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 Blooming Stars

Jeevanmukta – Liberated from Life

            The goal of holistic living is to arrive at the stage of Jeevanmukta (liberated from life’s or worldly ties – samsara-bandhana). One can be Jeevanmukta or free already in this world. Jeevanmukta in this world might be equivalent to Avadhoota (the pure one, most free) in Hinduism or Bodhisatva (the enlightened being) in Buddhism. Both Avadhoota and Bodhisatwa are freed from worldly ties but decide in their compassion to continue in this world to help others become free. When one takes care of this world, the other world or life hereafter will be taken care of automatically. What needs to be done is to engage fully this life which is the only that we know we have, for sure. We need to fully focus on this life. When that is done a good after-life is guaranteed. It is like financial investment for life after gainful employment. If one does that, one will have financial resources for one’s final, and to me, the most important, stage in life. In the final stage the gathering of fruits, a good sense of self, and the final sorting or integration of self-take place. Many, if not most, people are disillusioned, disappointed, depressed, and fragmented in this stage. They have not seen this stage coming; did not want to think about it or have not prepared for it. They see death as an evil that needs to be avoided. In reality they have not accepted death as part of the human condition. Because of this their life ends in despair. Despair is due to the failure of not achieving integrity in the final stage of life according to the eight stages of psycho-social development of a person described by Erick Erickson, a well-known psychologist.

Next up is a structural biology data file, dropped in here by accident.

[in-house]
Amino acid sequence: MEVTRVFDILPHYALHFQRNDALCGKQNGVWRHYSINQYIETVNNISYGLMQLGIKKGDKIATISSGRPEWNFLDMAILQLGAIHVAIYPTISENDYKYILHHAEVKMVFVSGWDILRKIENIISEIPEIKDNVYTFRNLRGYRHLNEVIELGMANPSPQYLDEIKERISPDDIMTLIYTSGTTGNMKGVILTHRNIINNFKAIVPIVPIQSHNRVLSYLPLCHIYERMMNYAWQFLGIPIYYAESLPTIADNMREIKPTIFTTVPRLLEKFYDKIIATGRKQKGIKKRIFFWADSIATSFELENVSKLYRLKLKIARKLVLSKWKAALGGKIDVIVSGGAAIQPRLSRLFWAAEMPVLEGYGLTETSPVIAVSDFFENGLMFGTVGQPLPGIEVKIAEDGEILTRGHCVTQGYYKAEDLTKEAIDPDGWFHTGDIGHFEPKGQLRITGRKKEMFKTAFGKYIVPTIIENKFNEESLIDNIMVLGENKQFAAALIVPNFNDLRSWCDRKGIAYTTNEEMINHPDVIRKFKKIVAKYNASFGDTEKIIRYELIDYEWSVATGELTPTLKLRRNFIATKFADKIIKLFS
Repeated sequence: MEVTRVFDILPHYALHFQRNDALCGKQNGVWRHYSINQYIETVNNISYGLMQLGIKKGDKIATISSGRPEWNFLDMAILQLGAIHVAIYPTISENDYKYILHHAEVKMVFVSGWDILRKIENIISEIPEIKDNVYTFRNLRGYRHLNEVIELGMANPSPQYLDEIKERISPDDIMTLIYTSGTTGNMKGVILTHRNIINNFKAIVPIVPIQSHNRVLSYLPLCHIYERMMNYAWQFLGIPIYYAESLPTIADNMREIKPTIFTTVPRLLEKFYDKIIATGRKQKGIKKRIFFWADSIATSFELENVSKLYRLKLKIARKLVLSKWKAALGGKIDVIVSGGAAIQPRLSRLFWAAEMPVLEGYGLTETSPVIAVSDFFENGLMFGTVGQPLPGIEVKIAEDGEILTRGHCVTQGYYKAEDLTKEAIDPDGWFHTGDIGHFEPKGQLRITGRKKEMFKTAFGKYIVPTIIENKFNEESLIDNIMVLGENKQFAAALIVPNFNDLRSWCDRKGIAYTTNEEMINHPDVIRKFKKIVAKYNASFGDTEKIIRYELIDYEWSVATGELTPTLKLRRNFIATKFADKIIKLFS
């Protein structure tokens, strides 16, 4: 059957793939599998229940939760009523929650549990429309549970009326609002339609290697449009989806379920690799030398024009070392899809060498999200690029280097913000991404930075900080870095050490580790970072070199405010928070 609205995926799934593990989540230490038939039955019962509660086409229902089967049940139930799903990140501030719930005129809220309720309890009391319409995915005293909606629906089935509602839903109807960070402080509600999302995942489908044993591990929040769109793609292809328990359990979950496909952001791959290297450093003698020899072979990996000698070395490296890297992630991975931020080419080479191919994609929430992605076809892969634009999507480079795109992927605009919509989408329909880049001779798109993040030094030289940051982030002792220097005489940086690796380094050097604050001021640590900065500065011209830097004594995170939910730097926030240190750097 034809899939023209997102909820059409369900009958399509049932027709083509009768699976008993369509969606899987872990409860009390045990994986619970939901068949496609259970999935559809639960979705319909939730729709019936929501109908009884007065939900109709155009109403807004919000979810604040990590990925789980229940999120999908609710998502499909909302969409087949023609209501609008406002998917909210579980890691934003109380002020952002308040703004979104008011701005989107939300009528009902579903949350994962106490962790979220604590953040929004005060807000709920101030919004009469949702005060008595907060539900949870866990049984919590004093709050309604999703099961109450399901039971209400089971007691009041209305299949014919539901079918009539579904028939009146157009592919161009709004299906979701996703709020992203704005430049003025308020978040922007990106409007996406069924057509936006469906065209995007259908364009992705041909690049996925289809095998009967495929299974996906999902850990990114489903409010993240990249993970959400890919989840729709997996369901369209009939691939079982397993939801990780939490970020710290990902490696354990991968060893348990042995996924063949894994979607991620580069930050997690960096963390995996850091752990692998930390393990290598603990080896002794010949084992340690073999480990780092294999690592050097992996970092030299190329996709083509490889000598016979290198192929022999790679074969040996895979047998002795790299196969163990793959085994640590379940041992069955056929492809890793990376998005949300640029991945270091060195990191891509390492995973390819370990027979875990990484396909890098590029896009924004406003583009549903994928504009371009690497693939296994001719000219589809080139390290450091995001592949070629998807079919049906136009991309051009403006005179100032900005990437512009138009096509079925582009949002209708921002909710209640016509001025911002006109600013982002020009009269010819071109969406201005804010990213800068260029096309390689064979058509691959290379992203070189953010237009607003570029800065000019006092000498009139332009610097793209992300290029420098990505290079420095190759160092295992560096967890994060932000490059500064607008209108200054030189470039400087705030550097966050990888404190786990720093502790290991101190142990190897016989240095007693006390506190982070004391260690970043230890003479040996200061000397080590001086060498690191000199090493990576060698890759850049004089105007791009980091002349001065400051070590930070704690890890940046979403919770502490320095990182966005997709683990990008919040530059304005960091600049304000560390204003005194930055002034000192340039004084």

Life, as it is, is very difficult. The overwhelming percentage of one’s energy, time, and resources is spent on one’s physical well-being. One’s long education generally is a preparation for the physical life, more specifically, a career. One gets a job and spends not only most of one’s life but also the most important years of one’s life to take care of the physical needs of oneself and one’s family. The obvious conclusion from all this is that spirit life has very little importance until, perhaps, the final years of one’s life. What is to be done? The answer is clear. We need to give spirit life the paramount importance. Our spirit life needs to guide and direct all other aspects of our life. All are called to be holy. All can become holy. One becomes free and holy by living the way one should live in a genuine, authentic fashion according to a well-formed conscience. One also becomes a saint by living the way one should live. Ordinary life is not glamorous. One needs not do extraordinary things to be a saint. One does not need canonization to become a saint. Becoming a saint needs to be an ordinary affair as all are called to be saints.

            Going through various stages of life guided by parents, teachers, and great models of humanity, one negotiates difficult terrain, goes through pains and joys, dispenses one’s obligations, and eventually one becomes a guide for others. One blooms wherever one happens to be. One lives life to the full and celebrates life through vicissitudes of life. One’s self fragmented into so many desires, demands, needs, wants, expectations, and hopes are finally put together and integrated as one realizes one’s purpose in life. As one moves through life, the greatest university on earth, one grows in fairness, justice, compassion, freedom, equality, truth, love, unity of humanity, the cultivation of loving kindness (mettabhavana), and, above all, detachment. One becomes aware of the fragility, impermanence, and brevity of human existence. With involved detachment a person becomes free – jeevanmukta – to be a person for others. The more a person is for others the more that person can be for himself/herself.


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